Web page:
The Law Offices of Jeffrey G. Marsocci, PLLC logo - Estate planning attorney is Raleigh and Asheville, NC
The Plain English Attorney

How can you protect the wealth you leave the next generation? There are varying levels of protection depending on how long you want it protected, and how much control and involvement you want the beneficiary to have. In this post and video, I review and compare protections in a Revocable Living Trust, an Asset Management Trust, and a Beneficiary Trust.

Shielding Wealth For The Next Gen

Now we are not protecting your wealth while you’re alive. We are talking about once there is that transition of the money going to your beneficiaries how is it going to be handled and how is it going to be protected.

We have a couple of different ways to do this with various limitations depending on what you are choosing. So let’s jump right into it.

Revocable Living Trust

By far, one of the best planning tools for estate planning is the Revocable Living Trust. It is going to avoid probate, it’s going to get those assets, at the proper time, transitioned to the next generation. But what is it going to protect and for how long.

There is typically an age of outright inheritance. That means you are choosing an age that makes sense. Most of my clients are picking an age of 40 for that outright inheritance. That may sound like it is a long time. But the idea is that those assets are going to stay in that trust until the trustee thinks that the beneficiary is ready or they reach age 40, whichever is going to come first.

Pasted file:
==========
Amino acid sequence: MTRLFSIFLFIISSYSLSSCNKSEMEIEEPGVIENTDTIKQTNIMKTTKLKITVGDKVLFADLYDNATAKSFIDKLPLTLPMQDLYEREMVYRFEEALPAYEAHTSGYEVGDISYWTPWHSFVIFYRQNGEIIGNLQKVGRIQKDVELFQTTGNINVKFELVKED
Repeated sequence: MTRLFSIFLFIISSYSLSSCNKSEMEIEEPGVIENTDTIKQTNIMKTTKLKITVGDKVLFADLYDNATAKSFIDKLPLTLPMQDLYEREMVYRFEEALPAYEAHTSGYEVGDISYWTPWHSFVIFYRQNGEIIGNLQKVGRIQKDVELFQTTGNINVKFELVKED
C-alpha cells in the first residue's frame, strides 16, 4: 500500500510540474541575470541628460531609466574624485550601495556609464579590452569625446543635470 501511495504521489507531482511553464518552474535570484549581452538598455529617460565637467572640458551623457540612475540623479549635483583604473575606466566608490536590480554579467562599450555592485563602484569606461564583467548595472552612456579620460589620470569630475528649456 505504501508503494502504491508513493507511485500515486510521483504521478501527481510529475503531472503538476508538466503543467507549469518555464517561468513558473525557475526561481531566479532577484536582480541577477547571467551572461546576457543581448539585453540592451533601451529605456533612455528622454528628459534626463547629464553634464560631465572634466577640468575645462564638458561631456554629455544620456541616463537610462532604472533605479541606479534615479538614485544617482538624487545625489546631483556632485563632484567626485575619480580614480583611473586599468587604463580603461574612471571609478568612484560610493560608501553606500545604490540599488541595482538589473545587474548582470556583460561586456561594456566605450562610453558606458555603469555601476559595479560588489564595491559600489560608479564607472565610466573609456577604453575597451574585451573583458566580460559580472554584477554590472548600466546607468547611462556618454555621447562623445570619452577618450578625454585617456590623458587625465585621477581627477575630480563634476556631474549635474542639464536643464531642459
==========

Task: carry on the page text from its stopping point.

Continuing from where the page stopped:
So there is a lot of protection there up until they reach the age of inheritance that you picked, where the trustee can spend money for certain things, pay for certain expenses, and buy certain things for the beneficiary, but it’s not money in their pocket yet which leads to the vulnerability.

So what is it going to protect against? The money that is in the trust is going shield wealth from law suites and creditors of the beneficiary, and divorcing spouses of the beneficiary. If there’s a need for liability or a need for Medicaid, those assets aren’t subject to the spend-down as long as they are in there.

Now the Trust that we use through my own office or through the estate planning source, there is triggering language that is in there. If the beneficiary is under a disability then the age limits are off the table. It’s completely at the discretion of the trustee in order to preserve their benefits and have those assets there for the things that the program won’t pay. So that is already taken care of and it doesn’t matter about an age limit.

BUT, this is the important point, there is no protection once the money is distributed. Your wealth is no longer shielded. It is in the beneficiary’s hands and it is theirs, along with all of the vulnerabilities that come with potentially owning property and assets that people may want to take away.

The contingent beneficiaries, again it is dependent on when it is distributed. So if the assets are in the trust and the beneficiary passes on while there are still assets in the trust then it is going where the people who set up the trust said. Typically it is to their descendants, but it could be to anyone. If it is already distributed, and this is something I have to get through to everyone, this trust is going to say it goes to this child at age 40 and then they get it. Oh, what if they die? If they die before it leaves the trust then it goes to their descendants. Oh, I want to control where it goes after it leaves the trust. We can’t do that.

So what other levels of protection do we have? Listen to the entire video to learn more.



Click to access the login or register cheese